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  • This blog is a record of my various gardens in and around Shepherdstown, WV over the past few years. They are classic potagers and the goal has been to produce food for the kitchen year round.
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April 25, 2011

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Comments

jigsaw

This is the perfect webpage for anybody who hopes to understand this topic. You realize a whole lot its almost tough to argue with you (not that I actually would want to…HaHa). You certainly put a brand new spin on a subject that has been discussed for ages. Wonderful stuff, just wonderful!

Vivian Darkbloom

Sorry this is not relevant to your mulching project. However, I wanted to write to thank you for the tip on using a concrete wire reinforcing grid as a support for tomato plants. Since I live in France, the idea has now been re-exported here (although I have yet to see it used elsewhere here).

Some further thoughts on this method. I use deep bed plots that are approximately 3 meters by 1.5 meters. The concrete wire reinforcement grids that are sold here are a pretty good fit for this size of bed. I only had to cut about 50 centimeters along the short side of the standard grid to arrive at the right size for the bed. If you cut the grid so that there are free standing metal rods protruding on the width side (that is, remove the wire from one end of the square to form a "U"), this allows this end of the wire grid to be inserted into the ground just inside both sides the container. This forms a sort of cloche and the tension of the wire also presses against the sides of the container providing even more stability to the quonset-like shape of the setup.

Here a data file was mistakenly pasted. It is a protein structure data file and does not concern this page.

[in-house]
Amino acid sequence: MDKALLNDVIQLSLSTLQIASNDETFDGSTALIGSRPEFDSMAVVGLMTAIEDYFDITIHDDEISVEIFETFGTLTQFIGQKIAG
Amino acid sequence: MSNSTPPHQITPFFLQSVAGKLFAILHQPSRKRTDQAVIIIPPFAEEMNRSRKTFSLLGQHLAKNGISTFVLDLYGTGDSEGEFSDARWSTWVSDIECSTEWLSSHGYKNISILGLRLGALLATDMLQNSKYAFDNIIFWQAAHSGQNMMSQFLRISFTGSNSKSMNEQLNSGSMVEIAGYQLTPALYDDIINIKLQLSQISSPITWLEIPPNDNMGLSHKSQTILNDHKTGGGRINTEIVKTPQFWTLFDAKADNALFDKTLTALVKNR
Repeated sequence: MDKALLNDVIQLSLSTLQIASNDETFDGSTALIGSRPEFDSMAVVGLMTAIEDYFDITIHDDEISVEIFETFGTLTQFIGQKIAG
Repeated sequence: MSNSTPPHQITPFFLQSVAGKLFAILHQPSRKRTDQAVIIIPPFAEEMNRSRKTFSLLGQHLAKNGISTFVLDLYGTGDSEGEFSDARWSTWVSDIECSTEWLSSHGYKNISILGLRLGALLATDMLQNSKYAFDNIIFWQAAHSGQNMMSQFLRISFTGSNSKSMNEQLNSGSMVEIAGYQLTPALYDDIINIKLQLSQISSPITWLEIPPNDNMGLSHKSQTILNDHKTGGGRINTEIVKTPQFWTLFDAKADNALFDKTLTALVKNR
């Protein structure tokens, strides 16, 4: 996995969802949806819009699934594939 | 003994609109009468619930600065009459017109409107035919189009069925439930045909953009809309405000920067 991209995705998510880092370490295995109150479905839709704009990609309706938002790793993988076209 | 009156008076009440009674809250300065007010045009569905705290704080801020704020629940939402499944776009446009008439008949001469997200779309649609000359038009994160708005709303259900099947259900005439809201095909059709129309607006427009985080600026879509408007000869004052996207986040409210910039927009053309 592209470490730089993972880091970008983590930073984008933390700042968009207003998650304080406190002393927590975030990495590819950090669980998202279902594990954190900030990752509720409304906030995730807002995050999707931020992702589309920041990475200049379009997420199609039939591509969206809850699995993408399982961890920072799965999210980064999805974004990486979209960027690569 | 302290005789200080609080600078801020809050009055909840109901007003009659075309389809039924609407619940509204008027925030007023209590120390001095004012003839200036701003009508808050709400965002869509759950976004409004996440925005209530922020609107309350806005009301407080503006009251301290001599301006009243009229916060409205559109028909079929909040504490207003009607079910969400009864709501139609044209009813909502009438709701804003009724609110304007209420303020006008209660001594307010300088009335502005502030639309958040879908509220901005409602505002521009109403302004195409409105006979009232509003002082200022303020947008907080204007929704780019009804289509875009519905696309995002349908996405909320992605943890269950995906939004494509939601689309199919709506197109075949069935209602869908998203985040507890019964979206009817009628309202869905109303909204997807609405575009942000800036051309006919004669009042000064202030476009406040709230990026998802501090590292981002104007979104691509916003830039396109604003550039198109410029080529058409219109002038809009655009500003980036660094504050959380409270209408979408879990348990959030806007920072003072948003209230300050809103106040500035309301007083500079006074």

Another nice feature is that if you want to set the plants out early, the grid can be set up in the bed early in the season and covered with heavy plastic sheets. When the weather warms up, the plastic sheet can be removed and wire grid frame then used to support the plants. Given the standard size of the beds used, the grid can be easily moved from bed to bed as needed. ( I'm thinking of adding some grommets to heavy plastic sheets to allow for ease of attaching and detaching the plastic and to prevent tearing).

The grid costs about US$15 here.

It's a pity you do not update this site more often.

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